“It’s important we continue to develop and look after these players who have come through the system for future success in Queensland.”



Wallaroos pre-game (Credit Keith McInnes)

Warning: Alan Jones Trigger Warning!

World Rugby has taken a gender neutral approach to the Rugby World Cup, with both the Mens and Womens World Cups being simple known as The Rugby World Cup moving forward.

The initiative was announced Wednesday night, and will start with the 2021 Women’s World Cup dropping the Womens from its title. 

This will include both the sevens and XVs game.

The initiative comes follows on from World Rugby’s women’s rugby campaign, dubbed “Try and Stop us”, that featured Rebecca Clough, a Wallaroos veteran.

With World Rugby committed to developing the game among women, World Rugby chairman Bill Beaumont said this was a move in the right direction.

“This announcement demonstrates our ongoing and unwavering commitment to advancing women in rugby both on and off the field in line with our ambitious strategic plan, he said.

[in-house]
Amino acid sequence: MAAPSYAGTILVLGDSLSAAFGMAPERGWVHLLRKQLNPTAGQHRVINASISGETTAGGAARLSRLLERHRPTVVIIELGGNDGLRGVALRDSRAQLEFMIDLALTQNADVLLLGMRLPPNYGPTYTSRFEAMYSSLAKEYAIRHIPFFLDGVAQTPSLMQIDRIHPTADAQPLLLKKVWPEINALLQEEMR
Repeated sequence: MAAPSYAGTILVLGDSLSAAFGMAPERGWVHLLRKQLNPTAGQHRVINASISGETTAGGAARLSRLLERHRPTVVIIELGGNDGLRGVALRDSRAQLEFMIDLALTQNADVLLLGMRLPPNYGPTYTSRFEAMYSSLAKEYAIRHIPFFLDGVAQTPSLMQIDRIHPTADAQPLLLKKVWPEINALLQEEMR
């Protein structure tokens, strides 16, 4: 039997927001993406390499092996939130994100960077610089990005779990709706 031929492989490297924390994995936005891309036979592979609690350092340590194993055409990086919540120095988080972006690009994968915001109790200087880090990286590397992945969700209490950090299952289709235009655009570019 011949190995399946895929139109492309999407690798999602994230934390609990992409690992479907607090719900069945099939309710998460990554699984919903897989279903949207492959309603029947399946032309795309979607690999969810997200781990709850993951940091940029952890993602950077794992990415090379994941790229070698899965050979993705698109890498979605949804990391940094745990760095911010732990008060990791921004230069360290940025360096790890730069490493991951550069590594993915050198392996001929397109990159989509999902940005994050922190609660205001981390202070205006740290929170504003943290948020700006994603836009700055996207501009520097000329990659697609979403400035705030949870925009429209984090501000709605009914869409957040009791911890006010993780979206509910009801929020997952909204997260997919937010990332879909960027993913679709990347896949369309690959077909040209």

“Unintentional gender bias in sport is an ongoing issue. As a global sporting federation we need to be leading from the front on the issue of equality.

“By adopting gender balance in the naming of men’s and women’s Rugby World Cup competitions, we are setting new standards in equality in rugby.”

World Rugby Women’s Advisory Committee Chair Serge Simon described it as a “landmark” call.

“This is much more than an initiative – it is the ultimate statement of equality and a first for sport,” he said.

“I am excited about this landmark decision, but this is the beginning of the journey. Together, we are working hard to do something very special for women, for the game.”

World Rugby Chief Marketing Officer Marissa Pace added:

“World Rugby is clearly committed to equality in our sport and we decided that we no longer need to identify our marquee events with a gender bias from a brand level,” she said.

“Our three World Cup events are the pinnacle of international rugby and we wanted the focus to be on the event and the athletes, not their gender. We’re very proud to be leading the sports industry in this space.”



Once captained the 3rds Rugby team, but then again so did Nick Farr-Jones